relying on them, and it's where the problem takes its roots, because
when you need to write a fast function and you notice that you cannot
touch a variable without passing through a slow pinhole, your fast
function will remain slow whatever you do, and the worst of all is that
you will think that it is normally fast and that it cannot be written
faster.
I don't understand. Can you give an example?

There are two cases where abstraction hurts performance: the first is
where the mechanisms used to achieve the abstraction (functions instead
of direct access to variables, function pointers instead of duplicating
the caller) introduce performance overhead. I don't think C has any
advantage here -- actually a disadvantage as it lacks templates and is
forced to use function pointers for nontrivial cases. Usually the
abstraction penalty is nil with modern compilers.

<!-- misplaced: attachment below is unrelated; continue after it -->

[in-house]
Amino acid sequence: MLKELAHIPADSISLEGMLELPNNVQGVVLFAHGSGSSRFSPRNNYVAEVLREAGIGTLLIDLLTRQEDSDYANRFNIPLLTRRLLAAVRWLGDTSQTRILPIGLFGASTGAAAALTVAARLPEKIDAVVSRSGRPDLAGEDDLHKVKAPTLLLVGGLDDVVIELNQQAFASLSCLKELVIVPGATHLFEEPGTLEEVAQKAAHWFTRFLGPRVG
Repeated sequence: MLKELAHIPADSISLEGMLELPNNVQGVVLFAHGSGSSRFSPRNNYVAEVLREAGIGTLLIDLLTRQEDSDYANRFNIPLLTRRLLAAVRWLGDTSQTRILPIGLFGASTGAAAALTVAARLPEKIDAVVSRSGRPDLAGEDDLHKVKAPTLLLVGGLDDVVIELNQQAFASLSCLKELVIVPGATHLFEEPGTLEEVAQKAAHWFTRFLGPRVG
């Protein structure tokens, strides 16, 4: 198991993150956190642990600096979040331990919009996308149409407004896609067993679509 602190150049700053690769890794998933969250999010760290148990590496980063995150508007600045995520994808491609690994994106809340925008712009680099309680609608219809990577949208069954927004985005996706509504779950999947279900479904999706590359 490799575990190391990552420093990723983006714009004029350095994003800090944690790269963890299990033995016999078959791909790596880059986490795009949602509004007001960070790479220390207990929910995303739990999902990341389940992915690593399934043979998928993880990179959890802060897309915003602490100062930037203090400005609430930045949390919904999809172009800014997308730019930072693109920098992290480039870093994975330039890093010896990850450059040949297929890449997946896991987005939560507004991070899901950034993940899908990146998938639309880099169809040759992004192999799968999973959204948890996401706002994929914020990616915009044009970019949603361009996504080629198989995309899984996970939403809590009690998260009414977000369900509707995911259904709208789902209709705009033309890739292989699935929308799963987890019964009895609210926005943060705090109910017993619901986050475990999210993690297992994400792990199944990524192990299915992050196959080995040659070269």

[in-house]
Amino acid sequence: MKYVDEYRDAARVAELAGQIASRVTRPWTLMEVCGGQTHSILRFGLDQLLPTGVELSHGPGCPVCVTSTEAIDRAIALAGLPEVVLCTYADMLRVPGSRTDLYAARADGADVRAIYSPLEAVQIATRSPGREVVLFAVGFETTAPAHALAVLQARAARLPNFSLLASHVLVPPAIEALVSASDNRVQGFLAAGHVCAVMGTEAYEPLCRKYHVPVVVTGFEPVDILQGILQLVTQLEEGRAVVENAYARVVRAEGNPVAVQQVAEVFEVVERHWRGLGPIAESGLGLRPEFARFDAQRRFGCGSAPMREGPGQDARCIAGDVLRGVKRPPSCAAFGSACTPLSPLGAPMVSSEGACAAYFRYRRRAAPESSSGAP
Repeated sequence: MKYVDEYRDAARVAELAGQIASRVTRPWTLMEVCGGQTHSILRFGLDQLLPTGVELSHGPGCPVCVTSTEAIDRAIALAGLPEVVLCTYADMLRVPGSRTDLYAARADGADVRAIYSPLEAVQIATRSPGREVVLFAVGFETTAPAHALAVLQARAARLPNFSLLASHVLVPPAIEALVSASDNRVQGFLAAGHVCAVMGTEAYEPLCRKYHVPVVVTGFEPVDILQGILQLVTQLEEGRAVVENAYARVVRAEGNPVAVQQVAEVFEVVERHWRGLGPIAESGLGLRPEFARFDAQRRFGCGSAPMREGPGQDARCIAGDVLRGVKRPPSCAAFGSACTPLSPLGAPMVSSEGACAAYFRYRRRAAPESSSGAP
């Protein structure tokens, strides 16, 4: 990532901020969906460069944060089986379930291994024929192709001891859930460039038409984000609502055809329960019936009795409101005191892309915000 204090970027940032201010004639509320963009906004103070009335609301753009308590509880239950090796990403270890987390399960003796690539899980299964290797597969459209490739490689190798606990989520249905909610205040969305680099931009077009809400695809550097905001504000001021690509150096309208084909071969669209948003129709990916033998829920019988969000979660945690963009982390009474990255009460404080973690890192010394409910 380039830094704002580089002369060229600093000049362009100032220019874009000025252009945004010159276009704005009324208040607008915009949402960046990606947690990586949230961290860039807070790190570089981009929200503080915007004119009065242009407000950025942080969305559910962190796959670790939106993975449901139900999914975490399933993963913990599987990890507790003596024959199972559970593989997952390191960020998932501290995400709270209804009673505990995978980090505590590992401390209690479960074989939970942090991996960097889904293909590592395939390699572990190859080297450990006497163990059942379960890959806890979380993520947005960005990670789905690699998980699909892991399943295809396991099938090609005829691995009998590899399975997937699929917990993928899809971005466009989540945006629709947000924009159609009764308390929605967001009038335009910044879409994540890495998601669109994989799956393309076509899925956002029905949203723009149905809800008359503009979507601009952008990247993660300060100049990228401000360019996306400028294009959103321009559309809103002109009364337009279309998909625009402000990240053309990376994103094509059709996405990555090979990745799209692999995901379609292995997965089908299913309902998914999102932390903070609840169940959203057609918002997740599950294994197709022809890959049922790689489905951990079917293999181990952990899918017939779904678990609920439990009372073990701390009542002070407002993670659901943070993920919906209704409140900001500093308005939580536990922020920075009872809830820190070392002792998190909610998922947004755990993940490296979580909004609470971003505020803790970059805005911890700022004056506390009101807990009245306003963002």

The second case is where too much abstraction clouds the programmer's
mind. But this is independent of the programming language.
Post by Willy Tarreau
Post by Avi Kivity
Post by Andi Kleen
And there are some special cases where block IO is also pretty critical.
A popular one is TPC-* benchmarking, but there are also others and it
looks likely in the future that this will become more critical
as block devices become faster (e.g. highend SSDs)
And again the key is batching, improving cpu affinity, and caching, not
looking for a faster instruction sequence.
Every cycle burned is definitely lost. The time cannot go backwards. So
for each cycle that you lose to laziness, you have to become more and more
clever to find out how to write an alternative. Lazy people simply put
caches everywhere and after that they find normal that "hello world" requires
2 Gigs of RAM to be displayed.
A 100 byte program will print "hello world" on a UART and stop. A
modern program will load a vector description of a font, scale it to the
desired size, render it using anti aliasing and sub-pixel positioning,
lay it out according to the language rules of whereever you live, and